I got back on the bus on Sunday afternoon and thought about her all the way back to Chicago. There was something there -- I knew it. I wasn't sure how I knew, and I sure wasn't sure what I should do next, but I knew that I wanted to hold her hand again. We wrote letters back and forth a few times and eventually we started to date. It was her senior year and by the time she was ready to graduate in May, we were thinking of each other as boyfriend and girlfriend. Our relationship continued to grow and eventually she moved to Chicago to be near me. Jill and I will celebrate our 17th wedding anniversary later this year.
There are moments in every person's life where magic is possible. It's not something you can easily schedule. Hallmark can't put it on your docket. But when the moment arrives, you have to be ready. And even if you aren't ready, if you are fortunate you will recognize the moment when it comes. Through 3 years of dating/courtship/engagement, 17 years of marriage, the birth of our children and everything else that has happened in our lives since that wintry evening in 1988, I have celebrated that moment. Thank goodness we both saw it.
Happy Valentine's Day.
Governor Tim "T-Paw Ex Machina" Pawlenty
Lt. Governor Carol "Frau" Molnau
Senator Larry "Taxman" Pogemiller
Rep. Joe "Grand Inquisitor" Atkins
Speaker Margaret Anderson "Ma" Kelliher
Rep. Kate "Ingenue" Knuth
As we set the stage, the players are arrayed about the stage. Governor Pawlenty is hidden above the stage, attached with ropes to the rafters. Lt. Governor Molnau is strapped to a table placed on the apron of the Wakota Bridge. Nearby is Representative Atkins, dressed in an outfit he has apparently borrowed from someone at the Renaissance Festival and holding a cat-o-nine-tails. Speaker Kelliher is perched in a sedan chair mounted to a 4-post automotive lift. Representative Knuth paces anxiously next to Speaker Kelliher, resplendent in an Irondale High School marching band uniform. Senator Pogemiller scurries about the stage, wearing an ill-fitting suit equipped with Inspector Gadget arms. As the play begins, Atkins is in the midst of interrogating Molnau.
Atkins: Frau Molnau (sound of horses whinnying in the distance), why is the other half of the bridge not done?
Molnau (moaning, as if in agony): Owwwwww. E-tink. Owwwwww.
Atkins: I can't understand a word you're saying. Do I need to crank this up another notch or two? Why did you let the 35W bridge collapse?!
Molnau: Auuuugh. Rolvaaggggh….LeVanderowwwwww….
Atkins: We're not getting anywhere, Frau Molnau (sound of horses whinnying). Do I have to burn you at the stake?
Molnau: Aaaah…. T-Paw, where are you . . . . aaauuggghhh.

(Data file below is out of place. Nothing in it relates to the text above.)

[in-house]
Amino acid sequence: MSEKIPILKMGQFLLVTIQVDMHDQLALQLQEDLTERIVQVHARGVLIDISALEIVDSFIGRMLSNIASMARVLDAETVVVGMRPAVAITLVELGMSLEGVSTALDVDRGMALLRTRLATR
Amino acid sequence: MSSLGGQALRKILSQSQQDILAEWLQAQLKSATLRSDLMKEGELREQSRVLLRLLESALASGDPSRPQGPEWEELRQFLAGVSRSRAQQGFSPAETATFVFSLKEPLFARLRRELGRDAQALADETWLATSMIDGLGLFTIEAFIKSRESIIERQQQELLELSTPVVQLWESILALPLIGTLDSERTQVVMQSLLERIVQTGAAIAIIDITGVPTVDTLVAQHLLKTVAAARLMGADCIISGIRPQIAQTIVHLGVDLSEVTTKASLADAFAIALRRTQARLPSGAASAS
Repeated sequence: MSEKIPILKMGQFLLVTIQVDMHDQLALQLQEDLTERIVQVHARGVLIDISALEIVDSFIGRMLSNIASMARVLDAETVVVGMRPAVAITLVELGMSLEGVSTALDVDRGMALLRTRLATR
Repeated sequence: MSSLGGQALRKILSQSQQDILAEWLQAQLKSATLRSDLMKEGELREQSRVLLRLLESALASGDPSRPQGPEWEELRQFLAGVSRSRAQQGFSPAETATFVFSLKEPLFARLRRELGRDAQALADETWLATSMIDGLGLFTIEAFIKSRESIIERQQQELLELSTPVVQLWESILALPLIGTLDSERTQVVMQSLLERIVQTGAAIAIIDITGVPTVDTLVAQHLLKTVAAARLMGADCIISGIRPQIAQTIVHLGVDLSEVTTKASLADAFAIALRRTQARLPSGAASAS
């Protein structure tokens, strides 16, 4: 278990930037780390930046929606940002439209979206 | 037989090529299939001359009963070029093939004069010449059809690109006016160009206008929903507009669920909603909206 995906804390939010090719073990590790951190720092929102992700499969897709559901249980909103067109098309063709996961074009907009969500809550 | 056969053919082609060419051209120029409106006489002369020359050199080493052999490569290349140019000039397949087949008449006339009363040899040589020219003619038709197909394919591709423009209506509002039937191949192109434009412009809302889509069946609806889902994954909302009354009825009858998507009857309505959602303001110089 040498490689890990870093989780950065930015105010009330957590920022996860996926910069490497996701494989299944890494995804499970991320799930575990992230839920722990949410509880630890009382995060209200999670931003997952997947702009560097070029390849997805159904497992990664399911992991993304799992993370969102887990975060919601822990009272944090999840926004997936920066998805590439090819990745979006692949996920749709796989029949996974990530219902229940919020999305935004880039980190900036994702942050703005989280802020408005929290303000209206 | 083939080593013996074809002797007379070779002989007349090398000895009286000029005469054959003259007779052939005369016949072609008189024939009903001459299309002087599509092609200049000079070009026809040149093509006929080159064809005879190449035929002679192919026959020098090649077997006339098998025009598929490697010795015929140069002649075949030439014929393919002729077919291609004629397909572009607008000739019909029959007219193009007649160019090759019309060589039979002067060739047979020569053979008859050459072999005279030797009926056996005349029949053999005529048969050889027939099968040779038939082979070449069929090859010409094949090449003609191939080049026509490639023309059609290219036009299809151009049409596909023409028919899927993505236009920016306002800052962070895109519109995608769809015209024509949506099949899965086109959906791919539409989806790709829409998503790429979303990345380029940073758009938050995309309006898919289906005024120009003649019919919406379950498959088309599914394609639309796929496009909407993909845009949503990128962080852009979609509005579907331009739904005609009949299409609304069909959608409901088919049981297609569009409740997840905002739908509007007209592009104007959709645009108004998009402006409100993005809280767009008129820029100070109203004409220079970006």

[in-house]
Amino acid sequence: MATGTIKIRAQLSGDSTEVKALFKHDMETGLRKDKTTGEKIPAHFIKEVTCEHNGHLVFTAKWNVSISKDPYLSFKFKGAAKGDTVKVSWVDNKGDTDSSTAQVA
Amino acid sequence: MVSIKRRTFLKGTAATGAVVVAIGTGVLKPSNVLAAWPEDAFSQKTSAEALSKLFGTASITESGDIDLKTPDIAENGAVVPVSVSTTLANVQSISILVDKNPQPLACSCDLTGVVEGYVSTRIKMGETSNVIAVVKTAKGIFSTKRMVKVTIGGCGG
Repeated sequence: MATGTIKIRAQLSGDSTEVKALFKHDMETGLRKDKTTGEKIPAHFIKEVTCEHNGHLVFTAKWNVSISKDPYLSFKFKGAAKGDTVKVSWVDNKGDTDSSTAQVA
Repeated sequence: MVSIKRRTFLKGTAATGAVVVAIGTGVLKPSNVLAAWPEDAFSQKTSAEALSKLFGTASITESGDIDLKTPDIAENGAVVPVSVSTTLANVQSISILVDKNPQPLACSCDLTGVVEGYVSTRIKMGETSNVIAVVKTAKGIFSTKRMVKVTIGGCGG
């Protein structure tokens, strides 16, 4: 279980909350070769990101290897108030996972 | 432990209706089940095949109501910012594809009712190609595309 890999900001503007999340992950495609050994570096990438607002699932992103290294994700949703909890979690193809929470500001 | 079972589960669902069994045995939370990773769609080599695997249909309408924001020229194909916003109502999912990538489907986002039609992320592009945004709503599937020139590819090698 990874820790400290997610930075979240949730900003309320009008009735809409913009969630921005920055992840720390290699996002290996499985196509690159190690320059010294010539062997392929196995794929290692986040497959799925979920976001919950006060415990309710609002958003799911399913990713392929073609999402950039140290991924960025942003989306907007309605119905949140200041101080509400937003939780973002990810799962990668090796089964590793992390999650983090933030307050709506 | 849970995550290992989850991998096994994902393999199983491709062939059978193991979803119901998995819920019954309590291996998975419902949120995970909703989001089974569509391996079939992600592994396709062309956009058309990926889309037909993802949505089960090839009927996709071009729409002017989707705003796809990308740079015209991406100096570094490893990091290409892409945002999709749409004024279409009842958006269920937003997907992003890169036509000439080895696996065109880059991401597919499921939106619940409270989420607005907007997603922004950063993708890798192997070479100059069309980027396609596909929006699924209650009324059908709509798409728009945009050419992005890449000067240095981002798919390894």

Pawlenty: Is that you, Carol? Sorry, too busy. I have to introduce J-Mac to the Joplin Kiwanis Club this afternoon. Maybe when I get back.
Meanwhile, Pogemiller scurries about the stage, his Inspector Gadget arms menacing the assembled audience, including a visibly alarmed Mitch Berg.
Pogemiller (singing): That's one for you, nineteen for me. Ha! I love this! Ma Kelliher, where are we on that gas tax?
Kelliher: I'm working on it, Larry. Goodness! (Turning to Knuth) Now, what's troubling you, grasshopper?
Knuth: I'm scared, Ma Kelliher. I keep hearing the sound of these boots hitting the floor. I think someone is out to get me! Can I hit them with my baton?
Kelliher: No, dearie, that wouldn't be wise. The way we handle things like that here in the Legislature is to pass a law to stop the behavior. Maybe we can tax them a thousand dollars every time they mention your name? Call it a "legislator impact fee?"
Pawlenty: If you call it a fee, I'll sign it.
Kelliher: See, snookums? That wasn't very difficult, now was it? Wait, that's my cell, hang on. . . . Hello? Oh, hi Susan! (turning to Knuth, sotto voce) It's Susan Lefenstey. What can I do for ya, Sooz? That mean guy is picking on you again? Oh, that's dreadful, simply dreadful. What would you like? A snarking ban? Hmmm, I'll have to think about that one. Let me get back to ya, Sooz.
Meanwhile, back at the bridge, the interrogation continues:
Atkins: It snowed last night, Frau Molnau! (Horses whinny). Why is my street still unplowed?
Molnau: C'mon Joe, I'm not responsible for that. Owwww!
Atkins: And the pothole in my neighbor's driveway – why isn't that fixed yet?
Molnau: Owwwww! T-Paw, why have you forsaken me?
Pawlenty: Is that you, Carol? Sorry, I'm having a hard time hearing you. Steger's huskies are barking a lot right now.
Molnau: I need your helpppppp – auuggghhh!
Pawlenty: I hear ya, CM. Look, I'd love to help, but J-Mac has me scheduled for the grand opening of a Steak N Shake in Beavercreek, Ohio tomorrow and I gotta be there. Battleground state, ya know. Can I get back with you on Saturday?
As this is happening, Pogemiller's Inspector Gadget arm grabs Atkins.